For most birds, summer is the time for nesting. Birds make nests, mate, sit on their eggs and raise their young. It’s fun to look for active nests.
I was birding with Kathy Burns when she found a nest made by a northern parula warbler. Parula nests are built in “old man’s beard” — long, gray-green lichen that hangs off branches of a spruce or a fir tree.
From 25 feet away, we watched for 10 minutes. A male parula flew in, and the female came out of the nest. All day long the pair will take turns feeding their young. We also noted that they used two different holes to get into the nest — perhaps a front and a back entry to the nest.
At Sunkhaze Meadows National Wildlife Refuge, we walked on the trails and found an Eastern wood-peewee on its nest. This bird gets its name from the whistling “pee-ah-wee” song it sings. It is related to the Eastern phoebe.
This peewee nest was 20 feet high on a horizontal branch next to the trunk. I once found a peewee nest that had fallen to the ground. The nest was a thick-walled cup about three inches across, well covered with lichen.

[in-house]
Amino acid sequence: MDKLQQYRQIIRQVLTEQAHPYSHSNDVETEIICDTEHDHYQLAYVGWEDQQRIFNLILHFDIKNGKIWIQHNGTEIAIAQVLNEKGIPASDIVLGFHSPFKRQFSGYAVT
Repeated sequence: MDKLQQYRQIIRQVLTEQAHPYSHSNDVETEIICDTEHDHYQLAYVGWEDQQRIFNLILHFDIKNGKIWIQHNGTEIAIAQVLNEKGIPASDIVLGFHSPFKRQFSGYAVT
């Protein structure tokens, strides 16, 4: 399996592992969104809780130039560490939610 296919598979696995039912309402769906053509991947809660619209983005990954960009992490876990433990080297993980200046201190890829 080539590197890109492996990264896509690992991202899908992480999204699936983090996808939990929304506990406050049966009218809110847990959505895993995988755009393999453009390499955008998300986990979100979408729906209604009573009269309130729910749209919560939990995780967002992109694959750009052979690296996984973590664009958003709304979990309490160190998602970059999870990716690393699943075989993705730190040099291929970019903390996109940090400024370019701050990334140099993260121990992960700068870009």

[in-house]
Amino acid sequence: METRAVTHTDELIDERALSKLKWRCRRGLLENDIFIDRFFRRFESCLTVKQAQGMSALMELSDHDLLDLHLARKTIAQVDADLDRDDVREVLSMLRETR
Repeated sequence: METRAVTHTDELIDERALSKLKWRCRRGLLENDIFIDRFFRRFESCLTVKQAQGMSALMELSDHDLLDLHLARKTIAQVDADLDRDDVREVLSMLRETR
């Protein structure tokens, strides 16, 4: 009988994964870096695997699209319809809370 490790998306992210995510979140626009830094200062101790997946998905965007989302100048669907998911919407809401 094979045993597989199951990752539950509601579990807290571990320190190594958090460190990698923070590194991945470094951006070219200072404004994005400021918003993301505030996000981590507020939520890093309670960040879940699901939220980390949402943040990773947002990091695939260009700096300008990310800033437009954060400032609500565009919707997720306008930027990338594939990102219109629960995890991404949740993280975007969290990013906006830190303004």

I went to the Dorothea Dix Park with Laura Giebfried, and on the path, we watched two chickadees flying around with insects in their bills. I knew that there were young here somewhere. A stump with a hole, two and a half feet high looked likely for a nest. We were too close to the stump, so we went on down the trail to the Penobscot River.
Coming back, we were careful to stop 20 feet back from the stump. We stood there for about four minutes, when a chickadee arrived with mosquitoes in its bill. Quite soon, the chickadee went into the hole, fed its young and came out.
Another day, I was birding with Hope Brogunier, and we saw an Eastern kingbird go into a dead paper birch tree. The kingbird sat on a nest and we could see only the end of its tail sticking out. I know there were eggs or young in there.